Experiential Learning

Studio 70:Home-Posts-Experiential Learning

eJP: Cohort Based Learning on Local Scale

Whether it’s Steven Covey who said “Interdependent people combine their own efforts, with the efforts of others to achieve their greatest success” or... Michael Jordan who said “Talent wins games, but teamwork and intelligence wins championships"...


Upstart: Edah Brings More Innovation to the World of Jewish Education

Imagine you’re a new college graduate and you’re playing around with the idea of becoming a Jewish Educator. You have already taken advantage of some isolated part-time opportunities to teach Hebrew school and had some enriching summer leadership experiences. But, the chance to work full-time in a full-year teaching capacity straight out of college is a long shot, since many of these roles require more advanced degrees.


J-Weekly: opinions | What is Jewish education without Hebrew language?

For at least 2,000 years, Judaism has been a text-based religion. Many would argue it’s been longer than that. And, with some exceptions, the language of our texts is Hebrew. Yes, Aramaic plays a part. The Talmud, lots of midrashim and ancient biblical translations often were written in Aramaic — but even then, written in the Hebrew alphabet. It shares many of the same words and cognates, and is at the very least a not-too-distant cousin of Hebrew. For as long as Jews have been calling themselves Jews, we’ve been doing all that Jewish stuff in Hebrew.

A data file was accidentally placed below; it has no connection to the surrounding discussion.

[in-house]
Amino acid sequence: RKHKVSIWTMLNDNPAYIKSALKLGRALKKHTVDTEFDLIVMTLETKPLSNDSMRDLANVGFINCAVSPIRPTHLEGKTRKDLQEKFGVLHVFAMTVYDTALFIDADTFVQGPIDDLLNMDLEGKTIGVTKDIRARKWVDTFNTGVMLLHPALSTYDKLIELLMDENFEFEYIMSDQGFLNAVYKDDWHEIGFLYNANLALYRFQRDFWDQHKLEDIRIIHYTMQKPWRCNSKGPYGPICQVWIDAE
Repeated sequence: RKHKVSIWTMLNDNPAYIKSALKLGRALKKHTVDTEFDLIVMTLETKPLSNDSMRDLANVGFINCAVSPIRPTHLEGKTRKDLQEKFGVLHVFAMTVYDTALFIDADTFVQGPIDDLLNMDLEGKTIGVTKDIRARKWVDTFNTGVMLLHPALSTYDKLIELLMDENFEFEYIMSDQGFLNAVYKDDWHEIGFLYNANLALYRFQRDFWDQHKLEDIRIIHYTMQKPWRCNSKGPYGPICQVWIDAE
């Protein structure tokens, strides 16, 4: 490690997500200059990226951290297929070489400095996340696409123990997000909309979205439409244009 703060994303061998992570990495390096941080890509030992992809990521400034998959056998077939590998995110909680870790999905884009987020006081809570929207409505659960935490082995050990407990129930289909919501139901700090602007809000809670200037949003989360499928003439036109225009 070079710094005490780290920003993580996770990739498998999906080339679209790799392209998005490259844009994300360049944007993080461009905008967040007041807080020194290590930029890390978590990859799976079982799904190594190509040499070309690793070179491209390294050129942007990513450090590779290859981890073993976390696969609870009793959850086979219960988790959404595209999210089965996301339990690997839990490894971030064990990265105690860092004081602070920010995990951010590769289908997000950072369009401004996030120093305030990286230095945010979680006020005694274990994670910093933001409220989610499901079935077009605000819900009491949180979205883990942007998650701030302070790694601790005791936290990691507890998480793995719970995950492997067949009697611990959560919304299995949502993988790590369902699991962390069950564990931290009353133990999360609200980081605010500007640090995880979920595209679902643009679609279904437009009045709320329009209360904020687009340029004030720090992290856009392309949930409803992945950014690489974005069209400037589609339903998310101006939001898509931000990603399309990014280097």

Kveller: When Your Kid Gets Rejected From Jewish Day School

We are a “dual-school family.” Our daughter is in 6th grade at the local Orthodox Jewish day school while our son is in 3rd grade at a public school. We often get asked how this came about. I enjoy replying that when deciding which child should learn Torah, we picked our daughter as a corrective step for generations of reduced access to Torah by girls. But that’s really just a line. As with most things in life, there’s a longer story behind this–and as with much of parenting, our intentions only played a minor role.


JESNA: Being “Just Like Camp” is Not Enough: Renewing Jewish Learning Afterschool

Parent’s e-mail message: “This is all surprisingly more emotional for all of us than I could have imagined. For myself and each other parent that I've talked to, the topic of Jewish education really tugs at our heart strings and it's hard to feel like we can do right by our kids and our pocket books and our commitments to school and other activities. ooph. I haven't heard about any families where the kids are driving the want to be at something Jewish after-school.


The Jewish Week: Jewish After-School Stressing Flexibility

For Rachel and Joel Silverman — a two-career couple in Atlanta — Hebrew school used to be yet another item on the family’s already crowded to-do list. Monday through Friday, the working parents needed after-school care for their daughters. Then on Sundays, when the adults were home and eager for unstructured family time, they had to shlep the kids to Hebrew school.